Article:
By Steve Bechtel
Do you remember back when you used to get better at climbing? Month after month you could climb harder routes, you could feel yourself get better at jamming, at lock-offs, at edging, and it felt like the sky was the limit. Now you know that the limit is right about 12a, and you’re good and tired of it; it’s time to get out of your rut. Your plateau is inexplicable; you still go out and climb regularly and you boulder just as much as you used to. So, what the hell happened? Have you reached your “genetic potential?”
Not likely. Chances are you’re in what Seth Godin refers to as “the dip.” In performance training, we usually just call it a plateau.
Let’s look at it backward, first. I’ll start off by telling you a couple of good ways to set up and maintain a solid plateau.
My favorite one it to “just climb.” The problem with just climbing is that most of us tend to do only things we really like, defaulting to doing what’s easy and “fun” instead of doing the things we need to do. This is where a training plan designed out in advance will really help you. To quote my friend Mike Anderson (a climber who has broken through many plateaus), “Training is a pre-meditated routine that is planned intelligently with the hope of attaining some tangible goal. It should be designed deliberately to transform your body towards whatever end you have in mind, then it should draw from the body of knowledge available by using specific exercises to create the gains that are desired.”
Sure, you’re going to give the an example of someone who’s really good that “just climbs,” but I’ll remind you that for every one person like that there are a hundred just like you.
Along the same lines, many climbers are inconsistent in the frequency and duration of their climbing days. Just getting out and climbing can bring you back to the same base performance level several times a year, but unless you can progress your volume (how often/much you climb) and/or intensity (the grades or difficulty) tangibly, you’re just not going to get there.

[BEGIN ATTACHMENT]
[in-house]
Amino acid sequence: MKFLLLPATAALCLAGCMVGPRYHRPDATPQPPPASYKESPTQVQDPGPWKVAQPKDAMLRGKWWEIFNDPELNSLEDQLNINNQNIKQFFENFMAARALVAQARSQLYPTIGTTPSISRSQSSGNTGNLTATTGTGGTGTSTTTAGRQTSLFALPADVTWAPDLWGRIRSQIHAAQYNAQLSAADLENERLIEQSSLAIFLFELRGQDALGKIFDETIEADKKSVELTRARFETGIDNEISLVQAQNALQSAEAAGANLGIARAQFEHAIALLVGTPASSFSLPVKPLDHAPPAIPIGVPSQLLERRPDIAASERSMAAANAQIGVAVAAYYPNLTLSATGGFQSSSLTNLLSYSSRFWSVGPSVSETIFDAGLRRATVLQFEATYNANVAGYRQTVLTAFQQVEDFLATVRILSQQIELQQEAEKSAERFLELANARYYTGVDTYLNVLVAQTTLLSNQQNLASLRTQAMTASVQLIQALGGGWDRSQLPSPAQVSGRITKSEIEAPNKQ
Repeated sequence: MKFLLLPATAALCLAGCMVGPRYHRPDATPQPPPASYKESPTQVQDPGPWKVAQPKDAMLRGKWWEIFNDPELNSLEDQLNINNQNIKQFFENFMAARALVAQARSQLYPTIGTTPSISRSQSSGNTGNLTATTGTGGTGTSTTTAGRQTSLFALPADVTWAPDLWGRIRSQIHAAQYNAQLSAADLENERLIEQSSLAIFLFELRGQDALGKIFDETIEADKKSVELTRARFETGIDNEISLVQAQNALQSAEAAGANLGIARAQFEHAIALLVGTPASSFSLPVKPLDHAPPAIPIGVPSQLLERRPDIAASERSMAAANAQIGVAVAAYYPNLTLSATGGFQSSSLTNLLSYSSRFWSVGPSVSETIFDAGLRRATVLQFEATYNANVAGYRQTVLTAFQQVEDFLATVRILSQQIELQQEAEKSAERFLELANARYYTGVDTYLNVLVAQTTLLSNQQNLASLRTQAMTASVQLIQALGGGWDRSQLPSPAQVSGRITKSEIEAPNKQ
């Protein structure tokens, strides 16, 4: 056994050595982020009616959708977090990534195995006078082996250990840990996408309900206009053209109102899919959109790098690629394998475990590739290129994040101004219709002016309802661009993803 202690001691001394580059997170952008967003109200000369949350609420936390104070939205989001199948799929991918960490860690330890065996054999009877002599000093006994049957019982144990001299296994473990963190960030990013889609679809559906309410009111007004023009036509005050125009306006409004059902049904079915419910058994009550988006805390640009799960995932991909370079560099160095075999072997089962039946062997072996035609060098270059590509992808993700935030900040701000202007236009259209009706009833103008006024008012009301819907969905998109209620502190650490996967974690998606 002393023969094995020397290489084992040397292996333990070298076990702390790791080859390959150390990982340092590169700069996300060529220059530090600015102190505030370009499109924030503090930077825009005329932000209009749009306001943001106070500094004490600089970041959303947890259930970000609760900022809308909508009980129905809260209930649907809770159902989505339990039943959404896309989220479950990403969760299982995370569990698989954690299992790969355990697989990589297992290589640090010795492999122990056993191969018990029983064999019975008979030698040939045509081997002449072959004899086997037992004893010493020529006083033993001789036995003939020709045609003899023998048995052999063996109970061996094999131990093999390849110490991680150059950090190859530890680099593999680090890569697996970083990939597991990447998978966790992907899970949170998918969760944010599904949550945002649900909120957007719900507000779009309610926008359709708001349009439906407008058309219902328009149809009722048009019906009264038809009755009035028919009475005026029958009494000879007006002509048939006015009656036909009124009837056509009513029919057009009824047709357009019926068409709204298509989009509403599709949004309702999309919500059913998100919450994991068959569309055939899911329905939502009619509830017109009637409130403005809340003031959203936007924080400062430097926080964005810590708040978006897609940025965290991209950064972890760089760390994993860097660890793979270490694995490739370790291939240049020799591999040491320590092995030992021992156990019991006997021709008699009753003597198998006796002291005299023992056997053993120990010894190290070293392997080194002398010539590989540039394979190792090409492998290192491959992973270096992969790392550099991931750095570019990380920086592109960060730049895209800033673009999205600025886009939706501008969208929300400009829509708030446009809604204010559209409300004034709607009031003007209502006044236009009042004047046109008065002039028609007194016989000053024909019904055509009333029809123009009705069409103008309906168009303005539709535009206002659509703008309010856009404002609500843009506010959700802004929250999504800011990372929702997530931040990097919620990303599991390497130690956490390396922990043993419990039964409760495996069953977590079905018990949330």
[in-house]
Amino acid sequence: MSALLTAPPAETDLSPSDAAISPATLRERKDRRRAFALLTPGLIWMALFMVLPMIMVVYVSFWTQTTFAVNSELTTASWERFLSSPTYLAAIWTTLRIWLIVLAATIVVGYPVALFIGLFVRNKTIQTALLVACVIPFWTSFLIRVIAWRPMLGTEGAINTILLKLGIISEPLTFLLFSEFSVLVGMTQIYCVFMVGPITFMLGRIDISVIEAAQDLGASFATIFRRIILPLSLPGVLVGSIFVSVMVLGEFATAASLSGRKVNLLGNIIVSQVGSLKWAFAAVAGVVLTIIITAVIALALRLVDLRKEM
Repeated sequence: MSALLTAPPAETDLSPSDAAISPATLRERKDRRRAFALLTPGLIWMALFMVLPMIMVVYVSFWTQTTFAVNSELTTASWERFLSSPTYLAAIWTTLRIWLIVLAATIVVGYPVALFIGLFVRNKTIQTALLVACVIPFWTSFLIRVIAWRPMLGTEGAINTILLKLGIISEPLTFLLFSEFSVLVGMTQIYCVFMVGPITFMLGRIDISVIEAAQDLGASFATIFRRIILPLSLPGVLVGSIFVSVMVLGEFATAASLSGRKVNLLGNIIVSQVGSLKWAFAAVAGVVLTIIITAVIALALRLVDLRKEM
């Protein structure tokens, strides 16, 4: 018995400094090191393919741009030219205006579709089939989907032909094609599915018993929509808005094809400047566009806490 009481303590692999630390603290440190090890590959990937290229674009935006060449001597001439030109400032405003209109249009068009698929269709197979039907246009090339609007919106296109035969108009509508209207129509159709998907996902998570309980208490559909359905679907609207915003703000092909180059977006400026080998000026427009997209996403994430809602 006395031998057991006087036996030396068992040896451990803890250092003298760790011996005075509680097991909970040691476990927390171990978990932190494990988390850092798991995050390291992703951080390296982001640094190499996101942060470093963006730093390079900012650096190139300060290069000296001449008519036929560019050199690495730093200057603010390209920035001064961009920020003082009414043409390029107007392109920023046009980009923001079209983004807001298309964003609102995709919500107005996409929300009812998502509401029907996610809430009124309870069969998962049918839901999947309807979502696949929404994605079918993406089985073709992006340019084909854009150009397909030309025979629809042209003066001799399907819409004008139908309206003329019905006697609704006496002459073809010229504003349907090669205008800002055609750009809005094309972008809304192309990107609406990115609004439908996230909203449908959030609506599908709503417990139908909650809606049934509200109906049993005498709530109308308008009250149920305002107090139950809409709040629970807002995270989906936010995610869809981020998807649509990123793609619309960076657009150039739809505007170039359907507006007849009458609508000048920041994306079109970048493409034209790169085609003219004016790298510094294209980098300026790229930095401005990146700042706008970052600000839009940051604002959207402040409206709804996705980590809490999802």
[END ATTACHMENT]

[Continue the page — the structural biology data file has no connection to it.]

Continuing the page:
A quick fix for most plateaus is simply change. Changing rock types, or the length of pitches you do, or the angle you train on will often jump-start change. The real key, though, is to find a way to progress your training. Hangboard or system board workouts are great in this way. Add time / weight / smaller holds and a few weeks later, you’re stronger. Take this out and apply it to the rock, and voilÃ , you’re better.
Another huge problem with many athletes is an unwillingness to recover. I read a great study a few months back where two groups of college students were given the same exercise plan, 3 sessions a week, 10 exercises, 3 sets each. The only difference between groups was that one group took an entire week off from weight training every fourth week. Guess what? The athletes that took the week off each month were significantly stronger at the end of 16 weeks.
Supercompensation is the term used to explain the small gains in strength we see as a result of an overload and rest cycle. This occurs on a between-workouts basis, but more importantly it occurs on a between-phases basis. This between-phases supercompensation is what occurred in the study above. As a climber advances, the time required to see supercompensation from training increases. At first, you might see strength gains in as little as a week. Advanced climbers can go as long as 6-8 weeks between short periods of supercompensation. We’re talking as little as 1-2% improvement, so you’d better make the most of it.
Highly structured training isn’t trendy and it isn’t easy, but it might be the only thing left you can do to get better. Building a training plan and following it through to fruition rarely leaves an athlete disappointed.
Remember, discipline is the key to advancement, and discipline usually means the opposite of what you feel like doing.